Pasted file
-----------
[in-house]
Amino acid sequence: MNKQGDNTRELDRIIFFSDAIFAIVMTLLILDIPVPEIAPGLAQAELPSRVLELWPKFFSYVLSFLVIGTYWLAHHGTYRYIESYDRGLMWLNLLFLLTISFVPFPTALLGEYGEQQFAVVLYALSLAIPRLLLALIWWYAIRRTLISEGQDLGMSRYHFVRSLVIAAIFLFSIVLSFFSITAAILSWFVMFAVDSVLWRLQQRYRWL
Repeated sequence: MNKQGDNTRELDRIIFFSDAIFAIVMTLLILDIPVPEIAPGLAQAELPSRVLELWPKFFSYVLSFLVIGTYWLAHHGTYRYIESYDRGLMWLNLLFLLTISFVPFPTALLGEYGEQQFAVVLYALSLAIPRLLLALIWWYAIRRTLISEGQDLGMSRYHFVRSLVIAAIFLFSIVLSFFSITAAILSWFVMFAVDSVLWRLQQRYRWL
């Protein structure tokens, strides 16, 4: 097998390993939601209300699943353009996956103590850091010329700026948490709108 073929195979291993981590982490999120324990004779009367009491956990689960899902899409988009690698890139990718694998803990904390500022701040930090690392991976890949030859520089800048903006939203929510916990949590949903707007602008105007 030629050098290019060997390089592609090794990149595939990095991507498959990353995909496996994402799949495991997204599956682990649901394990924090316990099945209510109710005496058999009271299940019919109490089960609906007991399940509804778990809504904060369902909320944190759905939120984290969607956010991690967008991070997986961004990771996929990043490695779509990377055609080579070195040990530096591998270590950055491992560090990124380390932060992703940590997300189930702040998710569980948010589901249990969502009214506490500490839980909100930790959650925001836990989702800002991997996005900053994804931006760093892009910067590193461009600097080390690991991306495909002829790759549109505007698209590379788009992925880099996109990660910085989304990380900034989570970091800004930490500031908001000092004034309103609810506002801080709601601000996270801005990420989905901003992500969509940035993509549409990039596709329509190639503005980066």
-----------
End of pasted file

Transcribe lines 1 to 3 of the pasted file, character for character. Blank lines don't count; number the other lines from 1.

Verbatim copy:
[in-house]
Amino acid sequence: MNKQGDNTRELDRIIFFSDAIFAIVMTLLILDIPVPEIAPGLAQAELPSRVLELWPKFFSYVLSFLVIGTYWLAHHGTYRYIESYDRGLMWLNLLFLLTISFVPFPTALLGEYGEQQFAVVLYALSLAIPRLLLALIWWYAIRRTLISEGQDLGMSRYHFVRSLVIAAIFLFSIVLSFFSITAAILSWFVMFAVDSVLWRLQQRYRWL
Repeated sequence: MNKQGDNTRELDRIIFFSDAIFAIVMTLLILDIPVPEIAPGLAQAELPSRVLELWPKFFSYVLSFLVIGTYWLAHHGTYRYIESYDRGLMWLNLLFLLTISFVPFPTALLGEYGEQQFAVVLYALSLAIPRLLLALIWWYAIRRTLISEGQDLGMSRYHFVRSLVIAAIFLFSIVLSFFSITAAILSWFVMFAVDSVLWRLQQRYRWL